Last summer a father in a suburb near us slit the throats of his three young children.
I was at a tennis lesson a couple of days later when the pro took me aside and said watching the news had wrecked him. And his wife. And they didn’t know what to tell their two kids, 6 and 8.
He didn’t have words to even form a question at the time, but he asked if we could talk. I said, “sure” and immediately went home and made sure John (who’s the wise one on my team and always knows what to say in hard situations) would be willing to come with me.
The next morning I saw the pro again and said, “Let’s set up a time for coffee.”
He asked me if I had seen the news the night before…another horror. The random killing of 14 people at the Batman premiere in Colorado.
This time I listened for awhile and I realized it was really important for me to get to the root of his distress before I offered anything. I asked,
“What is the question that is troubling you the most? Is it…
“How can a good God allow this to happen?”
“How do I explain this to my kids?”
“How do I keep my family safe?”
“Why did this happen?”
He said, “It’s ‘How much do I say to my kids and how do I reassure them?'”
That made me think of one of the most helpful things I’ve ever heard about parenting. I really wish I could remember who I heard this from so I could give attribution, so if anyone recognizes it, tell me.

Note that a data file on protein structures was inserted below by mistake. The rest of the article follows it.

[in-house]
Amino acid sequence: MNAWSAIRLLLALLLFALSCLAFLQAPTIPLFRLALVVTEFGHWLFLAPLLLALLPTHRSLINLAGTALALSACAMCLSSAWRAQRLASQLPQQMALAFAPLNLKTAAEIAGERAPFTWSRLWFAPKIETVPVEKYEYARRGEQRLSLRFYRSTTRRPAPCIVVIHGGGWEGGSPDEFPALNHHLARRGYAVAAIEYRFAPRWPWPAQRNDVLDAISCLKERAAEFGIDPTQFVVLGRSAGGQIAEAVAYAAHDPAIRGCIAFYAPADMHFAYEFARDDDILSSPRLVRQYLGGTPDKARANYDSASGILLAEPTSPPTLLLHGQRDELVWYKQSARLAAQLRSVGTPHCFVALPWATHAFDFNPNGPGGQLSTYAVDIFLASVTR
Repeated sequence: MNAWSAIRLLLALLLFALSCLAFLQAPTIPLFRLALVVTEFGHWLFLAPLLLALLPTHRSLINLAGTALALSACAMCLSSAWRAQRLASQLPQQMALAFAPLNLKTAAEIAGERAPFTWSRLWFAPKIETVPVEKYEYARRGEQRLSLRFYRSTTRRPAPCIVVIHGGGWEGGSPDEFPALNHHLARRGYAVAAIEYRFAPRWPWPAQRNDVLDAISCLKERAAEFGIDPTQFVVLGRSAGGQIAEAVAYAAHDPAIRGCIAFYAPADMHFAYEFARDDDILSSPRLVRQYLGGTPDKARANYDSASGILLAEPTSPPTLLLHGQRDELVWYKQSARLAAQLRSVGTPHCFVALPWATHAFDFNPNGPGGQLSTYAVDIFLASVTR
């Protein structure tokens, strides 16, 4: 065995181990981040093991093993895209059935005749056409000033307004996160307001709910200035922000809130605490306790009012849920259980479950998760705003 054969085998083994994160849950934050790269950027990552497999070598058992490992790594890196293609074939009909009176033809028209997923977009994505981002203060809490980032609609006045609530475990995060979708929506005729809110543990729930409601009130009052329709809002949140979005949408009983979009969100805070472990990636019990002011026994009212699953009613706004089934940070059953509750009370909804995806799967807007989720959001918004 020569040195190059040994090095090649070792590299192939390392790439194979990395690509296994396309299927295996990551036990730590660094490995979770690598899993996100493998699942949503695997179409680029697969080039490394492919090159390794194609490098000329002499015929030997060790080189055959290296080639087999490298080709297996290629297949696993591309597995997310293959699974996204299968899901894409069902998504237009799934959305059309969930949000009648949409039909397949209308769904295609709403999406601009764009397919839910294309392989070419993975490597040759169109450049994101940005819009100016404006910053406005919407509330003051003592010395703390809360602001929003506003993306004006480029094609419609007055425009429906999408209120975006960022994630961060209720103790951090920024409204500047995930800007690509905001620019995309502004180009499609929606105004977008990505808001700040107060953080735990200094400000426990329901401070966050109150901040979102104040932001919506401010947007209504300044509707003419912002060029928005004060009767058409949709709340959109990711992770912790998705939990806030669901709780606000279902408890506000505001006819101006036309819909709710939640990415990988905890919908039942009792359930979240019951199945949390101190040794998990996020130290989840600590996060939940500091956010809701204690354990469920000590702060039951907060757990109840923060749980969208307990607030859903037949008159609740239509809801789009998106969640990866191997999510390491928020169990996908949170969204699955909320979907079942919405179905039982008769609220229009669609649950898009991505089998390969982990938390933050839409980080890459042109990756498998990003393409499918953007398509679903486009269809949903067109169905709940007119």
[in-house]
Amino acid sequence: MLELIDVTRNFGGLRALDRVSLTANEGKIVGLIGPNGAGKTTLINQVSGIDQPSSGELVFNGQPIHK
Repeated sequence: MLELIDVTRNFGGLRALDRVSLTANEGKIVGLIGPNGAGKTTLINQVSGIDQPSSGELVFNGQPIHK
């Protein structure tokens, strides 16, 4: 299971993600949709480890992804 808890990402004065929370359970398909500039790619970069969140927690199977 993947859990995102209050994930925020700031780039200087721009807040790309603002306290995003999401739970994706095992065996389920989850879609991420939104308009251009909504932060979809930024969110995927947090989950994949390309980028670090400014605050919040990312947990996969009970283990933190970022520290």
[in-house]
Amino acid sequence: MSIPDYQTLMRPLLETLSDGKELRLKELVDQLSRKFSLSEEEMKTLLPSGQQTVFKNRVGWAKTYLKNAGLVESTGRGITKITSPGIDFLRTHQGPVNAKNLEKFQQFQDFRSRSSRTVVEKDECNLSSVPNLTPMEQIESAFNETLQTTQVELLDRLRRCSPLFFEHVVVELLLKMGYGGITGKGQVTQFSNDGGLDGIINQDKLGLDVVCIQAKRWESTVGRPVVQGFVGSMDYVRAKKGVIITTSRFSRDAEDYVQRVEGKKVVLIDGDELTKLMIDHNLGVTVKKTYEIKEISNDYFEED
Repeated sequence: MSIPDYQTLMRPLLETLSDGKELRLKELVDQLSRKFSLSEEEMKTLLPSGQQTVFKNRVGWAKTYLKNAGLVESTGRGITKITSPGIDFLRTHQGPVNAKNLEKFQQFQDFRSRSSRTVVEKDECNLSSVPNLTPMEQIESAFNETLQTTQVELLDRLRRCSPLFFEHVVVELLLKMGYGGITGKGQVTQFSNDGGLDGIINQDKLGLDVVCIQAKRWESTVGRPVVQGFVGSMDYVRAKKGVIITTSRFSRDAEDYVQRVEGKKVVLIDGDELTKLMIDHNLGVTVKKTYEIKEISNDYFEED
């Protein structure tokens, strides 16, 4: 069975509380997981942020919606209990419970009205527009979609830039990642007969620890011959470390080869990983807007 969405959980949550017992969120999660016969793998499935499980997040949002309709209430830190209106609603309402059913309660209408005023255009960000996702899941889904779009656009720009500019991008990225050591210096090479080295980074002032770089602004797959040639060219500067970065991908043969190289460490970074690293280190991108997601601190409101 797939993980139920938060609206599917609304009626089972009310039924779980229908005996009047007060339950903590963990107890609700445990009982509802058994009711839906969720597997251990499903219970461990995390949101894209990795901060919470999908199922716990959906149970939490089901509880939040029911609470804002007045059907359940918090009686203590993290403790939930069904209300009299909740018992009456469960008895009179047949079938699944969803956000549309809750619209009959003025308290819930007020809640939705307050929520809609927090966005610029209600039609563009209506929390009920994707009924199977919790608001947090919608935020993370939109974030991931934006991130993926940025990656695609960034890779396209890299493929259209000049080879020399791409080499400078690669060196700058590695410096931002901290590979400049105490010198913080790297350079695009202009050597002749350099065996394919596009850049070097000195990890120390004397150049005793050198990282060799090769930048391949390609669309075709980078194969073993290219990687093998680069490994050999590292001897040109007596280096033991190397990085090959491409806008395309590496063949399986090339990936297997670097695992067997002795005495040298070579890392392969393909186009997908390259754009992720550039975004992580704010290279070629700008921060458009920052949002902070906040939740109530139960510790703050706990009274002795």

This person said two of our primary jobs as parents are to protect and prepare our kids.
When our kids are little, we major on protecting and start preparing. As they get older, there is less we can do to protect, but we ramp up all we do to prepare them to be out in the world.
Here’s a picture of what that might look like.
I said, “It sounds like you need to do all you can to reassure them that you are safe. Your home is safe. You are going to protect them as best you can from harm. But then you also need to think of ways, appropriate for their age, to prepare them. That might mean role-playing different situations they might find themselves in or counseling them on situations to avoid.”
No one could anticipate what would happen at that movie theater in Colorado and it doesn’t mean kids should never go to movies anymore just like 9/11 didn’t mean we should never get on a plane again. But there is evil in the world. Whether it’s the dramatic violence we’ve seen lately, or the more day to day challenges of a friend encouraging your child to cheat, or a boyfriend who wants to go too far, or a bullying situation, we need to protect our kids where we can but also prepare them to go out with wisdom and the assurance that God goes with them.
How old are your kids? In what ways is it appropriate for you to protect them? In what ways do you need to be preparing them?
Have I not commanded you? Be strong and courageous.
Do not be afraid; do not be discouraged,
for the Lord your God will be with you wherever you go.